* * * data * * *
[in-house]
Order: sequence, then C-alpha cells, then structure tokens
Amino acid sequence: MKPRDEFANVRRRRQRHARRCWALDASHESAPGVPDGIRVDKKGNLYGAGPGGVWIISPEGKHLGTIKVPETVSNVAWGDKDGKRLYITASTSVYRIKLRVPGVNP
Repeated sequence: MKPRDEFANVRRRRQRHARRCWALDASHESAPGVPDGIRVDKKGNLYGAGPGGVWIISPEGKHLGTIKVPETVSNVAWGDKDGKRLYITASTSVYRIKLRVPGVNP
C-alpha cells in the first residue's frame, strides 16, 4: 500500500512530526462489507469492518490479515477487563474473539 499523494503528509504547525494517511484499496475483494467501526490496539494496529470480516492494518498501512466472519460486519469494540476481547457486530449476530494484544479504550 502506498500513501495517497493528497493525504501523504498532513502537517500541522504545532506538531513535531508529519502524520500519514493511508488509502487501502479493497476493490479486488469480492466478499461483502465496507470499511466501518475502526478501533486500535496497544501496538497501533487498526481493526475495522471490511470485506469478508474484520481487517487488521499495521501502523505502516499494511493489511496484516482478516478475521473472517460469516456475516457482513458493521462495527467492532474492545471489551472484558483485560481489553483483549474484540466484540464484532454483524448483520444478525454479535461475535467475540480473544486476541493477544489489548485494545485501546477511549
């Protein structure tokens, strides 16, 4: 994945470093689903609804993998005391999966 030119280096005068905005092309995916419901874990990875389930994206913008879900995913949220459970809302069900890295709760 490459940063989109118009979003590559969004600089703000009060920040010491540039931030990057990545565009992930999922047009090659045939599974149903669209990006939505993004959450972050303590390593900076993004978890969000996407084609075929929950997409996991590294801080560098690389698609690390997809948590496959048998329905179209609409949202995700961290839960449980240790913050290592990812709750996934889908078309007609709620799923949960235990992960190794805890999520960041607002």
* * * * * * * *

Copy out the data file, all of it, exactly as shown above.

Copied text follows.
[in-house]
Order: sequence, then C-alpha cells, then structure tokens
Amino acid sequence: MKPRDEFANVRRRRQRHARRCWALDASHESAPGVPDGIRVDKKGNLYGAGPGGVWIISPEGKHLGTIKVPETVSNVAWGDKDGKRLYITASTSVYRIKLRVPGVNP
Repeated sequence: MKPRDEFANVRRRRQRHARRCWALDASHESAPGVPDGIRVDKKGNLYGAGPGGVWIISPEGKHLGTIKVPETVSNVAWGDKDGKRLYITASTSVYRIKLRVPGVNP
C-alpha cells in the first residue's frame, strides 16, 4: 500500500512530526462489507469492518490479515477487563474473539 499523494503528509504547525494517511484499496475483494467501526490496539494496529470480516492494518498501512466472519460486519469494540476481547457486530449476530494484544479504550 502506498500513501495517497493528497493525504501523504498532513502537517500541522504545532506538531513535531508529519502524520500519514493511508488509502487501502479493497476493490479486488469480492466478499461483502465496507470499511466501518475502526478501533486500535496497544501496538497501533487498526481493526475495522471490511470485506469478508474484520481487517487488521499495521501502523505502516499494511493489511496484516482478516478475521473472517460469516456475516457482513458493521462495527467492532474492545471489551472484558483485560481489553483483549474484540466484540464484532454483524448483520444478525454479535461475535467475540480473544486476541493477544489489548485494545485501546477511549
């Protein structure tokens, strides 16, 4: 994945470093689903609804993998005391999966 030119280096005068905005092309995916419901874990990875389930994206913008879900995913949220459970809302069900890295709760 490459940063989109118009979003590559969004600089703000009060920040010491540039931030990057990545565009992930999922047009090659045939599974149903669209990006939505993004959450972050303590390593900076993004978890969000996407084609075929929950997409996991590294801080560098690389698609690390997809948590496959048998329905179209609409949202995700961290839960449980240790913050290592990812709750996934889908078309007609709620799923949960235990992960190794805890999520960041607002």